Deputy General Manager Michael Smith, right, shakes hands with FAAN Managing Director Rabiu Hamisu Yadudu, an experienced pilot certified by the FAA to fly 747s and other jets. Photo: Nuel Oyebade Studios

A delegation from Nigeria’s federal aviation authority touched down at Hartsfield-Jackson Atlanta International Airport Tuesday to take the next steps on a knowledge-sharing deal with the world’s busiest airport. 

The pact, which comprises an exchange of best practices and a push for better commercial connectivity between Atlanta and Africa’s most populous country, is the latest example of the “sister airport” agreements Hartsfield-Jackson has inked with nine countries since 2015.

Senior Deputy General Manager Michael Smith said the partnership calls for periodic working groups to establish a flow of information and insight between the airports’ technical teams, as outlined in the memorandum of understanding. 

The goal of these linkages with Nigeria and other nations is to develop the aviation sector globally and bolster countries following Atlanta’s lead in using air traffic to drive prosperity, said Mr. Smith.

He added that the airport rated as the most efficient in the world also has much to learn from its overseas partners. 

“We can talk about problems that are common to all of the airports in the industry,” Mr. Smith said, later adding: “Listening, again, to some of their issues, we can share some of our progress, so as their airports grow, we grow as well.”

When the latest agreement was signed Feb. 2, the Federal Airports Authority of Nigeria’s chief executive was unable to attend, but Captain Rabiu Yadudu made the trip this time thanks to a nonstop Delta Air Lines Inc. flight from Lagos. 

The longstanding route is indicative of Delta’s success from Atlanta to Africa, which has not gone unnoticed by competitors.

Mr. Yadudu, an experienced pilot certified by the FAA to fly the Boeing 747 and other jets, said Nigeria’s airport system is taking off as an economy of 200 million people continues to grow. 

“Connectivity in terms of aviation is a major enabler of social and economic progress … and we want to move from just being the most populous to being the most populous and also among the most developed,” Mr. Yadudu said. “We have a lot of potential in Nigeria. We have a big market … Now we want to make sure that we move from just potential to achievement. What you are seeing today is just another step in that direction.”

Last year, the inauguration of five new airports brought the total number of airports in the country to about 30, with more to come. (The FAAN website lists six international airports and 11 domestic, and Mr. Yadudu concedes many nodes Nigeria’s network are tiny)

“We count ourselves lucky in that having the infrastructure is the first step. Once you have the infrastructure of the airport and the facilities there, then the traffic will go through the normal process of developing the routes and the aviation business,” Mr. Yadudu told Global Atlanta.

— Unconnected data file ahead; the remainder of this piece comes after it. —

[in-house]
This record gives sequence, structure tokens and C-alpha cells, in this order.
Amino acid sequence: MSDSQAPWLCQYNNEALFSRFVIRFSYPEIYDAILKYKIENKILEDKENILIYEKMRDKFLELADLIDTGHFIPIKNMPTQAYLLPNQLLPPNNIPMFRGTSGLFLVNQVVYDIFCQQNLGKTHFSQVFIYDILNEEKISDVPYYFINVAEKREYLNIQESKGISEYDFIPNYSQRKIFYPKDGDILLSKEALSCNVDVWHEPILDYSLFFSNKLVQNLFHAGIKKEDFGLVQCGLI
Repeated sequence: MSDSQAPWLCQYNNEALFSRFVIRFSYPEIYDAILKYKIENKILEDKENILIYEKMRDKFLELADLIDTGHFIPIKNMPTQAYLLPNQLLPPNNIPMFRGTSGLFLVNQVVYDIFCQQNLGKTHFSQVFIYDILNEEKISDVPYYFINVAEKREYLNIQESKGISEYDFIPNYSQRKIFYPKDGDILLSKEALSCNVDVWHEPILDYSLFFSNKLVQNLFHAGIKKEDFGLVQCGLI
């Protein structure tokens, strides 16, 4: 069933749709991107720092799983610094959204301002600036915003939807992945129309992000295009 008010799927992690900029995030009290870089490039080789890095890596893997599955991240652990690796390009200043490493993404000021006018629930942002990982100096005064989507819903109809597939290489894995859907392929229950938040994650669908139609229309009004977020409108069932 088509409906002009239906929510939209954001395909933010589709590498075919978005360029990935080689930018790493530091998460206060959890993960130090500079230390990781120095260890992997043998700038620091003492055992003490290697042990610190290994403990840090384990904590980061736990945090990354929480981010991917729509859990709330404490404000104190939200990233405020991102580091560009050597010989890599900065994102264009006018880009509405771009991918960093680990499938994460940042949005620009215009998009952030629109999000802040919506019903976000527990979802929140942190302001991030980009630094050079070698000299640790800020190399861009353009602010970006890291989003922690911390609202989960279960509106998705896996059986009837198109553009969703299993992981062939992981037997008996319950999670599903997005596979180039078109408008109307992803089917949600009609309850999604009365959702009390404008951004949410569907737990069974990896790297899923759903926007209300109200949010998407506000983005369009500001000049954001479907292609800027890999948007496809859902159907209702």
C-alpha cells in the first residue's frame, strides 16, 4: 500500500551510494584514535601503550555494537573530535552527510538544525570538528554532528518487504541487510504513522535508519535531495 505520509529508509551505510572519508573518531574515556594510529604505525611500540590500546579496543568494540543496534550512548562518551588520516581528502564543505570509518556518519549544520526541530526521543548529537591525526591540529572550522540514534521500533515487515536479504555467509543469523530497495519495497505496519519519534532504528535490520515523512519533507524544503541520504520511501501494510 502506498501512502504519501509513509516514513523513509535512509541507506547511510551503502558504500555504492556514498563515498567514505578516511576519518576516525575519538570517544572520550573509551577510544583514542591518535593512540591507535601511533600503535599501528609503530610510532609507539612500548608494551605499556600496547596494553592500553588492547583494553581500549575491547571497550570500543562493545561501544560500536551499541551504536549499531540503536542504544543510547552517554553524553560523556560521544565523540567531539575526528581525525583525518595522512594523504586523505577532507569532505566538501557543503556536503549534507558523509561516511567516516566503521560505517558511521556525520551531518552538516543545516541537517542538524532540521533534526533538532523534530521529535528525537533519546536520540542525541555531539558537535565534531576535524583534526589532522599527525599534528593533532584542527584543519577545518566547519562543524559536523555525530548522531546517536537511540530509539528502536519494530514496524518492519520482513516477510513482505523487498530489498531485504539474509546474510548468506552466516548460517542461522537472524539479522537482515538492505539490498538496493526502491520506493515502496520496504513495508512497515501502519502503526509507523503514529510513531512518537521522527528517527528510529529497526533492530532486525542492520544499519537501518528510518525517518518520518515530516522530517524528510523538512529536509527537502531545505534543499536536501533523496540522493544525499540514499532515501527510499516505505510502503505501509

The Nigerian delegation, accompanied by a representative of the Consulate General of Nigeria in Atlanta, showed admiration for their hosts. 

“Any smaller airport seeing the numbers being done by this airport, you start aspiring,” Mr. Yadudu said, vowing “never to relax” as Nigeria looks to replicate the success of counterparts like Atlanta’s. The country has a lot of runway before catching up: Hartsfield-Jackson alone handled nearly 94 million passengers in 2022, compared to just over 16 million for all the airports across Nigeria.  

One acute area for collaboration in the short run is cargo; Atlanta excels in passenger traffic and captures much of the cargo that arrives in the belly of those jets, but it has had less success than some of its rivals in attracting dedicated freighters. 

The disruption of the pandemic flipped this equation a bit, and in 2021, ATL hit its cargo record of 734,771 metric tons. The total dropped 6.3 percent last year to 688,614 tons as life returned to normal and demand for air freight cooled.

Mr. Yadudu envisions air links providing more direct access to the U.S. market for Nigerian produce that is sometimes packaged and shipped out of neighboring countries. After learning that Delta is the No. 3 cargo carrier in Atlanta behind FedEx and UPS, he expressed interest in talking with the company about how to boost cargo figures on passenger flights like the one that delivered him to Atlanta. He also aims to convince the airline to restart a flight from Atlanta to Abuja, the capital of the country. 

Nigeria recently chose a new president, Bola Tinubu, who was declared the winner in an election that was criticized by observers and the opposition. Mr. Tinubu, a two-time governor of Lagos state, replaced Muhammadu Buhari, who was bound by a two-term limit.

Atlanta and the city of Lagos maintain sister-city ties. 

Hartsfield-Jackson has sister-airport agreements in Liberia; Jamaica; Tel Aviv, Israel; the Czech Republic (Prague); El Salvador; Côte d’Ivoire; Paris; Shanghai and now, Nigeria. 

As managing editor of Global Atlanta, Trevor has spent 15+ years reporting on Atlanta’s ties with the world. An avid traveler, he has undertaken trips to 30+ countries to uncover stories on the perils...